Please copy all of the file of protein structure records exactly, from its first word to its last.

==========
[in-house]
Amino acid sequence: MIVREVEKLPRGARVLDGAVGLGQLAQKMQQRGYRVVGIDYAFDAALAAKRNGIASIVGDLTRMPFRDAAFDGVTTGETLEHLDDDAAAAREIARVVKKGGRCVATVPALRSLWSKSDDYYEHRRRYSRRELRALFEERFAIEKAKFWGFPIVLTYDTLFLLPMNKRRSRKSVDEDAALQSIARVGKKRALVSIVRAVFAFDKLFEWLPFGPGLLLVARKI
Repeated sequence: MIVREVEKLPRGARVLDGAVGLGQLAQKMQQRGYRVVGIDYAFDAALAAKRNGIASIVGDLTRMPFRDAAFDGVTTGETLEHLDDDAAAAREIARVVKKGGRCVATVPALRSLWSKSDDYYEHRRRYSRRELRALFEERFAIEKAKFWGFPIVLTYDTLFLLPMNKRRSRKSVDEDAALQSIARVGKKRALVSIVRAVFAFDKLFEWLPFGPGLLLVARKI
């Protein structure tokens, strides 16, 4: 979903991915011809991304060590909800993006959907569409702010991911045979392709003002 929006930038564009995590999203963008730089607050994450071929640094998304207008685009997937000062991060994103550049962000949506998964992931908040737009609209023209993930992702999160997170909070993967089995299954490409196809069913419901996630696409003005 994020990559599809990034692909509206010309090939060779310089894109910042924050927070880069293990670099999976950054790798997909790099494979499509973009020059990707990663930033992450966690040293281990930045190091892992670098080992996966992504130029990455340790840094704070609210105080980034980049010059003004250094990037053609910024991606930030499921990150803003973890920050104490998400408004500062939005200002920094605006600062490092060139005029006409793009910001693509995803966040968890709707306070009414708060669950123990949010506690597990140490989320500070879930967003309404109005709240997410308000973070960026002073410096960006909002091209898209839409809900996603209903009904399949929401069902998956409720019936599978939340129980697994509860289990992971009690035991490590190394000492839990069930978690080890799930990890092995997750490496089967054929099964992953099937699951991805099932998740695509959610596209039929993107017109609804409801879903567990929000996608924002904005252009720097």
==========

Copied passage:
[in-house]
Amino acid sequence: MIVREVEKLPRGARVLDGAVGLGQLAQKMQQRGYRVVGIDYAFDAALAAKRNGIASIVGDLTRMPFRDAAFDGVTTGETLEHLDDDAAAAREIARVVKKGGRCVATVPALRSLWSKSDDYYEHRRRYSRRELRALFEERFAIEKAKFWGFPIVLTYDTLFLLPMNKRRSRKSVDEDAALQSIARVGKKRALVSIVRAVFAFDKLFEWLPFGPGLLLVARKI
Repeated sequence: MIVREVEKLPRGARVLDGAVGLGQLAQKMQQRGYRVVGIDYAFDAALAAKRNGIASIVGDLTRMPFRDAAFDGVTTGETLEHLDDDAAAAREIARVVKKGGRCVATVPALRSLWSKSDDYYEHRRRYSRRELRALFEERFAIEKAKFWGFPIVLTYDTLFLLPMNKRRSRKSVDEDAALQSIARVGKKRALVSIVRAVFAFDKLFEWLPFGPGLLLVARKI
């Protein structure tokens, strides 16, 4: 979903991915011809991304060590909800993006959907569409702010991911045979392709003002 929006930038564009995590999203963008730089607050994450071929640094998304207008685009997937000062991060994103550049962000949506998964992931908040737009609209023209993930992702999160997170909070993967089995299954490409196809069913419901996630696409003005 994020990559599809990034692909509206010309090939060779310089894109910042924050927070880069293990670099999976950054790798997909790099494979499509973009020059990707990663930033992450966690040293281990930045190091892992670098080992996966992504130029990455340790840094704070609210105080980034980049010059003004250094990037053609910024991606930030499921990150803003973890920050104490998400408004500062939005200002920094605006600062490092060139005029006409793009910001693509995803966040968890709707306070009414708060669950123990949010506690597990140490989320500070879930967003309404109005709240997410308000973070960026002073410096960006909002091209898209839409809900996603209903009904399949929401069902998956409720019936599978939340129980697994509860289990992971009690035991490590190394000492839990069930978690080890799930990890092995997750490496089967054929099964992953099937699951991805099932998740695509959610596209039929993107017109609804409801879903567990929000996608924002904005252009720097």